antiderivative of sin(2x)cos(2x)
Understand the Problem
The question is asking for the antiderivative (or integral) of the function sin(2x) * cos(2x). To solve this, we can use trigonometric identities or substitution techniques to simplify the expression before integrating.
Answer
$$ -\frac{1}{8} \cos(4x) + C $$
Answer for screen readers
The antiderivative of $\sin(2x) \cos(2x)$ is: $$ -\frac{1}{8} \cos(4x) + C $$
Steps to Solve
- Utilize a Trigonometric Identity
We can use the double angle identity for sine, which states: $$ \sin(2A) = 2 \sin(A) \cos(A) $$ In this case, we rewrite the function: $$ \sin(2x) \cos(2x) = \frac{1}{2} \sin(4x) $$ This simplifies our expression considerably.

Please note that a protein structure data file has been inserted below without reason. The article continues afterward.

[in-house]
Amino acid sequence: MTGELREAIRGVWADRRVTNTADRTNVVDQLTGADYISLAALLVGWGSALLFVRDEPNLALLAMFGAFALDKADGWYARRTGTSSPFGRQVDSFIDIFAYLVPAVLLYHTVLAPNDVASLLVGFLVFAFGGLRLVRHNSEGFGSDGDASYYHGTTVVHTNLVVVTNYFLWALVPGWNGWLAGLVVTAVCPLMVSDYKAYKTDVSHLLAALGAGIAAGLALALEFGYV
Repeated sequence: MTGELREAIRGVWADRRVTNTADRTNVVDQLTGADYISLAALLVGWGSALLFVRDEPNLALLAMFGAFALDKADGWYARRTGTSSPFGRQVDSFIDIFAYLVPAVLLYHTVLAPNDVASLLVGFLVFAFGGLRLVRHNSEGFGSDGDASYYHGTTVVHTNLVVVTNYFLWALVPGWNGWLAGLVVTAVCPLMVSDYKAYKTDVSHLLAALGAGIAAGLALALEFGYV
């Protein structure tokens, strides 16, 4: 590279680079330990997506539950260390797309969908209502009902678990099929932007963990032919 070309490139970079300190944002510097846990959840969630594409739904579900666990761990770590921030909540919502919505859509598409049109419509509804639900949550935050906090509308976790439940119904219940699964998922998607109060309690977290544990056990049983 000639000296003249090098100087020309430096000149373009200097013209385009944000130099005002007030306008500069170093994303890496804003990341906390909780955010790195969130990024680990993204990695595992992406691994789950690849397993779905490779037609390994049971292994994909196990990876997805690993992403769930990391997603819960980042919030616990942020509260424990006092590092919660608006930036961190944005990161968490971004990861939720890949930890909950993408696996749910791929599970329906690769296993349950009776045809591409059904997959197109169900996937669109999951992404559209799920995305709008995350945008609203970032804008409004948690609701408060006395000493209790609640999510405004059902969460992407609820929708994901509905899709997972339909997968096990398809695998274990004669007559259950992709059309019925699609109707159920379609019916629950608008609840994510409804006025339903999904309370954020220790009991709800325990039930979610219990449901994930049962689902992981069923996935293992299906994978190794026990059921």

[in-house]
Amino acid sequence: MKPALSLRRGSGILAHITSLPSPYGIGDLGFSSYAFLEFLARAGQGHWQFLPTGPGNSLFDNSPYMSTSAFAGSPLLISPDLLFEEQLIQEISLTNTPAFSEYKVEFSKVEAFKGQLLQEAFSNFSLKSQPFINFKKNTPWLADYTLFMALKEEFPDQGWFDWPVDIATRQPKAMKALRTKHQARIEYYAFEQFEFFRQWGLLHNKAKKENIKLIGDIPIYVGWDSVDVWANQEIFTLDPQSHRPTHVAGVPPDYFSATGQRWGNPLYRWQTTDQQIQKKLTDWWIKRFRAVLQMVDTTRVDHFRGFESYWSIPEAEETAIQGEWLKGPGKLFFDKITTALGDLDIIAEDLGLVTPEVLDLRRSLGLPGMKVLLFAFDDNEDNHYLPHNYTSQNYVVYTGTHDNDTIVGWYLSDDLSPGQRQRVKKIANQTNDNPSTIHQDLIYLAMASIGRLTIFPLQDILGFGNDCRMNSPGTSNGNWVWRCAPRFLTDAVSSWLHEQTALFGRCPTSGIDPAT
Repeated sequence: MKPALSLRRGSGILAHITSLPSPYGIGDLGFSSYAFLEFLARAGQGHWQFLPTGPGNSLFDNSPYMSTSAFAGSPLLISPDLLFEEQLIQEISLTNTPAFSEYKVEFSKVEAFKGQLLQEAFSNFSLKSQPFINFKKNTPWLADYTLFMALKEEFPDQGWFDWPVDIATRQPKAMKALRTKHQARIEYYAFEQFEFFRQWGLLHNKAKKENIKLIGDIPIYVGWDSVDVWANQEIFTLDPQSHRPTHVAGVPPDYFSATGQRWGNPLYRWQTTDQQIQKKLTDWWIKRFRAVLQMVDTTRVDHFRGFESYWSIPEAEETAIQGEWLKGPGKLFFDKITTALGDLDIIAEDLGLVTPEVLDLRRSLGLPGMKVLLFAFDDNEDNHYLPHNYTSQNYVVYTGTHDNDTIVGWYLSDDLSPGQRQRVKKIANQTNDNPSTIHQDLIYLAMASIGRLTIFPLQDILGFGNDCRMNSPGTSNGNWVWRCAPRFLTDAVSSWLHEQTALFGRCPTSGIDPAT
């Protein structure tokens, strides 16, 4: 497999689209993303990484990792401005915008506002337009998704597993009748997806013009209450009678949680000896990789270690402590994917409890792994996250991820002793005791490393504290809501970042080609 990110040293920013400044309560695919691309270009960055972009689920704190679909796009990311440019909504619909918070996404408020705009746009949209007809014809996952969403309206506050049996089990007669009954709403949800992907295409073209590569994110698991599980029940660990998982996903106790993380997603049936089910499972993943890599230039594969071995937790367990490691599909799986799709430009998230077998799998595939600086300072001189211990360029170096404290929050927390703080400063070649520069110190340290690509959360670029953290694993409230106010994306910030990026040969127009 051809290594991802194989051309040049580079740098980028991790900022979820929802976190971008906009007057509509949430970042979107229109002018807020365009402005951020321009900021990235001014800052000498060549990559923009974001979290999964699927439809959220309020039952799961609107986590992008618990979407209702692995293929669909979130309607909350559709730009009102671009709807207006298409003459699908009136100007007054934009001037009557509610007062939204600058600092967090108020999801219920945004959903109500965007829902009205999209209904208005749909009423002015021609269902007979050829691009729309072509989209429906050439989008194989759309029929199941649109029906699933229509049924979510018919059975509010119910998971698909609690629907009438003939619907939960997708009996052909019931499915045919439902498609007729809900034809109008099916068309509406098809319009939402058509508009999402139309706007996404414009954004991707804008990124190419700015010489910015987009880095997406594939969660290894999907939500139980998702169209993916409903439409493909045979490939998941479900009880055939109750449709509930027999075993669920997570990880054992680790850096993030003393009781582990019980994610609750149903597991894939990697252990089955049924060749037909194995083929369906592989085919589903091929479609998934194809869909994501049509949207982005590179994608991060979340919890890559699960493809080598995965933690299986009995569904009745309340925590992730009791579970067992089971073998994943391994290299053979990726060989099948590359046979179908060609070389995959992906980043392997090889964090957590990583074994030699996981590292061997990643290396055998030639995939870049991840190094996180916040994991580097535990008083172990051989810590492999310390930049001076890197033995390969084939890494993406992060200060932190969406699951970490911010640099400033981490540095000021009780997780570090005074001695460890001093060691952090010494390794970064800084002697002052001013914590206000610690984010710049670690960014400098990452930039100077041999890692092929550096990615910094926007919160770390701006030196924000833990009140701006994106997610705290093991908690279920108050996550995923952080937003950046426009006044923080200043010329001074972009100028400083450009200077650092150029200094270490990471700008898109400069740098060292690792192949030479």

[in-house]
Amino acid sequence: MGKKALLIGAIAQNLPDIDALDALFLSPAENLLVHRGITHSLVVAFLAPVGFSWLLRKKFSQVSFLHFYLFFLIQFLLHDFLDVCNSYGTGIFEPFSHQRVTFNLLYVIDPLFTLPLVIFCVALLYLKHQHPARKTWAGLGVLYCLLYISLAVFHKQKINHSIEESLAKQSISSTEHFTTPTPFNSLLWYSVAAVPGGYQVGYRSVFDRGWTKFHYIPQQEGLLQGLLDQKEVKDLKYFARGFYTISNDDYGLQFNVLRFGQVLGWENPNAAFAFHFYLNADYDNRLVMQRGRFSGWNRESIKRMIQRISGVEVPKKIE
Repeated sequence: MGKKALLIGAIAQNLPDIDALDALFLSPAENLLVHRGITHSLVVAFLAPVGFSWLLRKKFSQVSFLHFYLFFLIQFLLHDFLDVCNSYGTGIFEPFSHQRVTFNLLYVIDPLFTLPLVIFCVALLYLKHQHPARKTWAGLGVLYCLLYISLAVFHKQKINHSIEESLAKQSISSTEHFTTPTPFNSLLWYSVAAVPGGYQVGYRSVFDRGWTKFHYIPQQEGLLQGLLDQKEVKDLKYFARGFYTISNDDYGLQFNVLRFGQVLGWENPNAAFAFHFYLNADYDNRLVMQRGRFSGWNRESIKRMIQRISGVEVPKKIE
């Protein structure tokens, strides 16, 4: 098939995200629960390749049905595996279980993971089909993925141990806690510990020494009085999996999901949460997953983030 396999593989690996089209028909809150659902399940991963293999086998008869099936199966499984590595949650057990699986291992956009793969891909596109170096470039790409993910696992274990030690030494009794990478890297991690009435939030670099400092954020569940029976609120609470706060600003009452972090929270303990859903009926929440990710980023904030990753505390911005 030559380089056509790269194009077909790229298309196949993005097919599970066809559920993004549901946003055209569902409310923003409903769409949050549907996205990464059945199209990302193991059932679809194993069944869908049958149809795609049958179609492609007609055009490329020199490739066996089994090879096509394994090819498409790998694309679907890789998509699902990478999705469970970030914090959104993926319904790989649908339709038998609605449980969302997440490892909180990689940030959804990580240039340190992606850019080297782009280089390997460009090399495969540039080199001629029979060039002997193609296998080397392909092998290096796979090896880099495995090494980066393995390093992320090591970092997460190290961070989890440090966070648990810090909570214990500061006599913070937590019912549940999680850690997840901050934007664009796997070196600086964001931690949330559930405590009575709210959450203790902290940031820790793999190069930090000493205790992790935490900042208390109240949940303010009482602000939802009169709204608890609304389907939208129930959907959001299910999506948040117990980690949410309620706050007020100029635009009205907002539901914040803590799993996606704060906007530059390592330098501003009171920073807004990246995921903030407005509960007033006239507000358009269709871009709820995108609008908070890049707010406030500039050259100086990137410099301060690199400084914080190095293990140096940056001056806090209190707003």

- Set Up the Integral
Now we can rewrite our integral: $$ \int \sin(2x) \cos(2x) , dx $$ As: $$ \int \frac{1}{2} \sin(4x) , dx $$
- Integrate the Function
Next, we integrate: $$ \int \frac{1}{2} \sin(4x) , dx $$ Using the fact that the integral of $\sin(kx)$ is: $$ -\frac{1}{k} \cos(kx) + C $$ We apply this to our integral: $$ \frac{1}{2} \left( -\frac{1}{4} \cos(4x) \right) + C $$
- Simplify the Result
Now we simplify: $$ -\frac{1}{8} \cos(4x) + C $$
The antiderivative of $\sin(2x) \cos(2x)$ is: $$ -\frac{1}{8} \cos(4x) + C $$
More Information
Integrating the product of sine and cosine commonly involves recognizing identities that can simplify the expression. Double angle identities are particularly useful in these scenarios.
Tips
- Forgetting to apply the double-angle identity correctly.
- Not simplifying the integral before attempting to integrate.
- Making sign errors during integration, especially with trigonometric functions.